Additionally, intramural sports take place year-round and change from season to season based on student interest (past sports have included lacrosse, field hockey, and men's volleyball). These and other campus sports, such as J-Term basketball, men's wrestling, men's football and indoor soccer, are organized by the Student Government Association's (SGA) Rec. Life director.
Most of the traditional undergraduate population resides on campus, as special permission is required for non-commuter students to live off-campus.
The college is co-educational, and students live in single-sex dormitories with visitation hours throughout the week. There are three female dormitories (Spangenberg Hall, Williamson Hall, and Munro Hall) and two male dormitories (Memorial Hall and Shields Hall). Young Hall provides apartments for staff and married students, in addition to suites for upperclassman females and males. Each dormitory houses a common area, known as a parlor, where students of both sexes are welcome. Social events, student ministries, and study groups use these parlors extensively during the week.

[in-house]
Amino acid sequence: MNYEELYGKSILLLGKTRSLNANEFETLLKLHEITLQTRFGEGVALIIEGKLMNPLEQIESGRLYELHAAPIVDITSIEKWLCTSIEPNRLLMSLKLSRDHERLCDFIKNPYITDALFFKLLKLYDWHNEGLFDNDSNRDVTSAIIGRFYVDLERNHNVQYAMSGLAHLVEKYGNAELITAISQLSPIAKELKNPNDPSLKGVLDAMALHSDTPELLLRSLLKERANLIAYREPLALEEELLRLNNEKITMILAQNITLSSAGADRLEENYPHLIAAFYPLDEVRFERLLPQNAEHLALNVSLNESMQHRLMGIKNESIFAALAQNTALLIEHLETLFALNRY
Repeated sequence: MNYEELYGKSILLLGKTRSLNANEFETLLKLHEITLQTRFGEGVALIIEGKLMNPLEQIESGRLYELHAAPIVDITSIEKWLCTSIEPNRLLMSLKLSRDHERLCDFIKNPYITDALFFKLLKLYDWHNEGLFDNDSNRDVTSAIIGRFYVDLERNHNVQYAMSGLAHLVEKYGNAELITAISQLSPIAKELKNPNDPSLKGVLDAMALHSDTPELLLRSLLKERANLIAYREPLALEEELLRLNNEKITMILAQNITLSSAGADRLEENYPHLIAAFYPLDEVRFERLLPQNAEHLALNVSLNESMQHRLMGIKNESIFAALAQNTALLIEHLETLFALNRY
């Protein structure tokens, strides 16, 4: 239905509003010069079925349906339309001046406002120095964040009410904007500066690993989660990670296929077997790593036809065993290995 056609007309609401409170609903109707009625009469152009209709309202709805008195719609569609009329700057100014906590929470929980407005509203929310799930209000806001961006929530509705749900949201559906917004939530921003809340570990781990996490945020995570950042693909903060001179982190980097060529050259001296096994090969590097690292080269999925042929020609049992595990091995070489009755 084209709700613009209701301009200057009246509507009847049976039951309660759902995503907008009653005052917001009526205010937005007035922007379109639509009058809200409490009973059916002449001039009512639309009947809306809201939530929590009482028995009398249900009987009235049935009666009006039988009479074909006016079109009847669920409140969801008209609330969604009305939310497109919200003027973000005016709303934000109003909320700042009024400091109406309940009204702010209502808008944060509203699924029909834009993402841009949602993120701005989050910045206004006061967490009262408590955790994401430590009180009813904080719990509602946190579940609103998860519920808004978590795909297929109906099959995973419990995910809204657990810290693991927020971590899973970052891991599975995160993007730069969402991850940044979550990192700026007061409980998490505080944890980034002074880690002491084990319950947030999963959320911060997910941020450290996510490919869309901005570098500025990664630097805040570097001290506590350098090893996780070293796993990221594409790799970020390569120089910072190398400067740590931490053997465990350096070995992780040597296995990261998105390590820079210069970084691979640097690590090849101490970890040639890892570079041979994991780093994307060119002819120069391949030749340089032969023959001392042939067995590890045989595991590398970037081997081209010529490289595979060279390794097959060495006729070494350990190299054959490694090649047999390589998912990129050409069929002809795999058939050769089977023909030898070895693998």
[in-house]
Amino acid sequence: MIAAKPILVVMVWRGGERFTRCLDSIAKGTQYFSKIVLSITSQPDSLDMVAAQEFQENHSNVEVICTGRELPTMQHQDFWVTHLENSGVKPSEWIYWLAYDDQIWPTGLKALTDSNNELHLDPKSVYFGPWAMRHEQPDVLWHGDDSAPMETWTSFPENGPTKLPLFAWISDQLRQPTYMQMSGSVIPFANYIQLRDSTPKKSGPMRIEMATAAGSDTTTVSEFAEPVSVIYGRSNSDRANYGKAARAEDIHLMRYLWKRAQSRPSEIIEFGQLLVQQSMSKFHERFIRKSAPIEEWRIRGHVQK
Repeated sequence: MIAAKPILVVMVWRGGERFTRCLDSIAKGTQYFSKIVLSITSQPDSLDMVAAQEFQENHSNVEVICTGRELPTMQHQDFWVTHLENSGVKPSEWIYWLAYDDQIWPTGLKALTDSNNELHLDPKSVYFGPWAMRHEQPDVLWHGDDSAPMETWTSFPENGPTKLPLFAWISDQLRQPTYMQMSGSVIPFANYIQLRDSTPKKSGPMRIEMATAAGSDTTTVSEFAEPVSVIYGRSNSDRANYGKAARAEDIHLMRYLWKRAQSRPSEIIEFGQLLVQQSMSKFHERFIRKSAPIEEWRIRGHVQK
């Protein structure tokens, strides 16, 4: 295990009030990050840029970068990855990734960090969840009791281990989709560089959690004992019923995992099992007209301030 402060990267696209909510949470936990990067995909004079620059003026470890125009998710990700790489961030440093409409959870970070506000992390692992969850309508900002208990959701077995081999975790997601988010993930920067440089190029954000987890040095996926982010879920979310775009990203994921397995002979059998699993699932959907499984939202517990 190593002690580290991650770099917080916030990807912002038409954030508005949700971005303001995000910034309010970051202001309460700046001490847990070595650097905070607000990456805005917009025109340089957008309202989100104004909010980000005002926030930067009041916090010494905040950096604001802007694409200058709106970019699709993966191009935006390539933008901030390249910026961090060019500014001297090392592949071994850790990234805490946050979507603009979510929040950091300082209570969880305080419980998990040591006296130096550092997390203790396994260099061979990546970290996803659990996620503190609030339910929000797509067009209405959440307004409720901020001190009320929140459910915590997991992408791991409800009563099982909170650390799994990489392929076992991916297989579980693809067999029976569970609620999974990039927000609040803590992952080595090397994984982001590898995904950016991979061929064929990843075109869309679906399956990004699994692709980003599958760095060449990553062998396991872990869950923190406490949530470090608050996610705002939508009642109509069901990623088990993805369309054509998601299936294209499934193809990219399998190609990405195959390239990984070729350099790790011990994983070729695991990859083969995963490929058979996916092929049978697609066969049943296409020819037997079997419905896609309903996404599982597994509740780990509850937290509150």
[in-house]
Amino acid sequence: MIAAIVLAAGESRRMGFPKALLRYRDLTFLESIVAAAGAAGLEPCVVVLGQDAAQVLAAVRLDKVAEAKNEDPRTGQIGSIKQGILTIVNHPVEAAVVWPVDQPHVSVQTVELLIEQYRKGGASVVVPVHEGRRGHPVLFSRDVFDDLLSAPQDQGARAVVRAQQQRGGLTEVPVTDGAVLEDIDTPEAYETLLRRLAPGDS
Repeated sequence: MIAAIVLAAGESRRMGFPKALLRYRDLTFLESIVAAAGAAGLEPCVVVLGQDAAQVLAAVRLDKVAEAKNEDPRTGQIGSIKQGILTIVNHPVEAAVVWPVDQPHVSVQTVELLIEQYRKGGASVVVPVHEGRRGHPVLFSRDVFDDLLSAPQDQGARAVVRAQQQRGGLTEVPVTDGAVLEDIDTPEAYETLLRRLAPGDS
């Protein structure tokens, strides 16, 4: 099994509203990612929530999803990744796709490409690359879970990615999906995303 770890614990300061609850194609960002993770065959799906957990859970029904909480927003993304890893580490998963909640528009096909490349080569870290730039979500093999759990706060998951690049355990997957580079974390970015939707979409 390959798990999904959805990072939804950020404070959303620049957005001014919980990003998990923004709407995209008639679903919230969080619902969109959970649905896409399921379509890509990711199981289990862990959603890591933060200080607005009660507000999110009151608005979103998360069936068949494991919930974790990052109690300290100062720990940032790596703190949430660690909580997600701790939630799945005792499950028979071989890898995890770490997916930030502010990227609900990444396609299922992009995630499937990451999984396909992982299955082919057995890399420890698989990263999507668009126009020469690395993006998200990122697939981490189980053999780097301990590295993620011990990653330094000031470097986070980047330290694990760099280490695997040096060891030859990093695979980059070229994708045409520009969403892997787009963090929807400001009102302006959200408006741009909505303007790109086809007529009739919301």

The Mann Student Center houses "The Commons" for sit-down meals cafeteria-style, as well as "The Dugout" for meals in a café-type atmosphere. The latter is a popular location for social gathering, as is the adjacent "Colonel's Coffee House", which, ironically, is not a place where coffee is served.
David Bergers, history alumnus, serves as the current Director for the Boston Regional Office of the Securities and Exchange Commission, and attended Yale Law School after completing his undergraduate in history at ENC. The first Nazarene to attend Yale Law School was an ENC alumnus, Richard R. Schubert. Dick Schubert is the former President and Vice Chairman of the Bethlehem Steel Corporation, General Counsel and Deputy Secretary for the U.S. Department of Labor, and President and CEO of the American Red Cross, and has been admitted to the U.S. Supreme Court and Pennsylvania Supreme Court. Neil Nicoll, another history alumnus, is the current President & CEO of the YMCA.